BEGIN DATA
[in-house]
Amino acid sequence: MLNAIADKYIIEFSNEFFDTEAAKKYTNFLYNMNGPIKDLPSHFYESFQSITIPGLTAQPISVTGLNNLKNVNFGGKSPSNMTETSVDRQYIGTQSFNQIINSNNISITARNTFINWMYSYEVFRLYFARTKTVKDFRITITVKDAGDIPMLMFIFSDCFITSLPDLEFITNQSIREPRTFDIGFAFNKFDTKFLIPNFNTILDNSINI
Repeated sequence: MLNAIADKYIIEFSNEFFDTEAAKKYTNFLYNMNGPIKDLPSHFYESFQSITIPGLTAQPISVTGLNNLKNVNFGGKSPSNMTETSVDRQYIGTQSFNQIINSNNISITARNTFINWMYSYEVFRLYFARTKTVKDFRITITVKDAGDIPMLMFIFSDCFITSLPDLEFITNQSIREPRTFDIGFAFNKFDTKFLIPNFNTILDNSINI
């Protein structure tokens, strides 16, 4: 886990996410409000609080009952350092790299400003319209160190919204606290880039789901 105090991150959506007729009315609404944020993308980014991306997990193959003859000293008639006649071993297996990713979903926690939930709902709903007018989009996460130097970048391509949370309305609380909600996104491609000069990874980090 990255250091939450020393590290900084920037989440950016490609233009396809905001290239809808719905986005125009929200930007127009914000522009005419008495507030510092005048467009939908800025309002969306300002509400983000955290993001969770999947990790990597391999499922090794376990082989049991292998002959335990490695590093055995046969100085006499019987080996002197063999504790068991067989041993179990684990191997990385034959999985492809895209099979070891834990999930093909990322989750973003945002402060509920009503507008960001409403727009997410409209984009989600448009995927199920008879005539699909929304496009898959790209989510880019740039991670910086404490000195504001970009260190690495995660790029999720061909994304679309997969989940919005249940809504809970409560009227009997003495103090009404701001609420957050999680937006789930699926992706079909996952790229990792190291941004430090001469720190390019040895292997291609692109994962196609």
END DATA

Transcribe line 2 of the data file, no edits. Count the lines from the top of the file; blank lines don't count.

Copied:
Amino acid sequence: MLNAIADKYIIEFSNEFFDTEAAKKYTNFLYNMNGPIKDLPSHFYESFQSITIPGLTAQPISVTGLNNLKNVNFGGKSPSNMTETSVDRQYIGTQSFNQIINSNNISITARNTFINWMYSYEVFRLYFARTKTVKDFRITITVKDAGDIPMLMFIFSDCFITSLPDLEFITNQSIREPRTFDIGFAFNKFDTKFLIPNFNTILDNSINI